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Mathematical astronomy in Copernicus's 'De revolutionibus'/ 1.

Author: Noel M Swerdlow
Publisher: New York, NY : Springer, 1984.
Series: Studies in the history of mathematics and physical sciences, 10.
Edition/Format:   Print book : EnglishView all editions and formats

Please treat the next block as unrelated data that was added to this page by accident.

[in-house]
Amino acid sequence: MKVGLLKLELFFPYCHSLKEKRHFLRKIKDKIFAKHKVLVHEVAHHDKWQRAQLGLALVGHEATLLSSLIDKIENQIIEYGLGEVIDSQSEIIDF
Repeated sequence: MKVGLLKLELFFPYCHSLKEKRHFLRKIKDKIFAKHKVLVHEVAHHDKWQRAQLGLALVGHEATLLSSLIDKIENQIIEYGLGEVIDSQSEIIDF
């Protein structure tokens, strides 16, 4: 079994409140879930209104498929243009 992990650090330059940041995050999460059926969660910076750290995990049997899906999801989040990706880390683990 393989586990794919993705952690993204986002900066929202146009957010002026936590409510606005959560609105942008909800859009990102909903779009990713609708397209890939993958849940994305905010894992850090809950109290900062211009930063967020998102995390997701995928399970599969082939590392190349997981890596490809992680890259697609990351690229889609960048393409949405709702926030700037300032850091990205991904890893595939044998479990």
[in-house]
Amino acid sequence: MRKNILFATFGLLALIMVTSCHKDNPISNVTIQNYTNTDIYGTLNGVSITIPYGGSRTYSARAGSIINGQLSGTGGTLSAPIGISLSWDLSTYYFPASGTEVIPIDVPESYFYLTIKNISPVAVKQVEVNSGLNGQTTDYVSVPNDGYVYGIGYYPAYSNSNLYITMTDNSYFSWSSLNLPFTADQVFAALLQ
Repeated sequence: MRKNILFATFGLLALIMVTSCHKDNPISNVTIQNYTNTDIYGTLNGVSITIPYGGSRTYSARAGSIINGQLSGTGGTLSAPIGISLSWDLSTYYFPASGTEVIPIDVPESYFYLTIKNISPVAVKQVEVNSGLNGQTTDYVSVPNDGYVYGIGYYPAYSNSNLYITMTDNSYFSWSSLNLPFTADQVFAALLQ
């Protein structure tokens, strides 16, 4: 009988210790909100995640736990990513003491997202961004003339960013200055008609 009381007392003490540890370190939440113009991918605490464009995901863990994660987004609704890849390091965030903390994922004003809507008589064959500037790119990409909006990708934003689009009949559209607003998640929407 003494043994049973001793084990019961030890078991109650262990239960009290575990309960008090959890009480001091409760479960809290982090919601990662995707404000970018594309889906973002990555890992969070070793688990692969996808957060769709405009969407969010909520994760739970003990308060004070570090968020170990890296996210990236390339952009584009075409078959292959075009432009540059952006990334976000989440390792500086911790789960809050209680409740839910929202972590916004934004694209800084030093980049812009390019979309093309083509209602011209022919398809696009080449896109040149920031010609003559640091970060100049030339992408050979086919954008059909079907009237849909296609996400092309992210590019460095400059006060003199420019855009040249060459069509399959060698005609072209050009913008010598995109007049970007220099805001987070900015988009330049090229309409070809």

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Document Type: Book
All Authors / Contributors: Noel M Swerdlow
ISBN: 0387909397 9780387909394
OCLC Number: 310830795
Description: XVI, 537 S.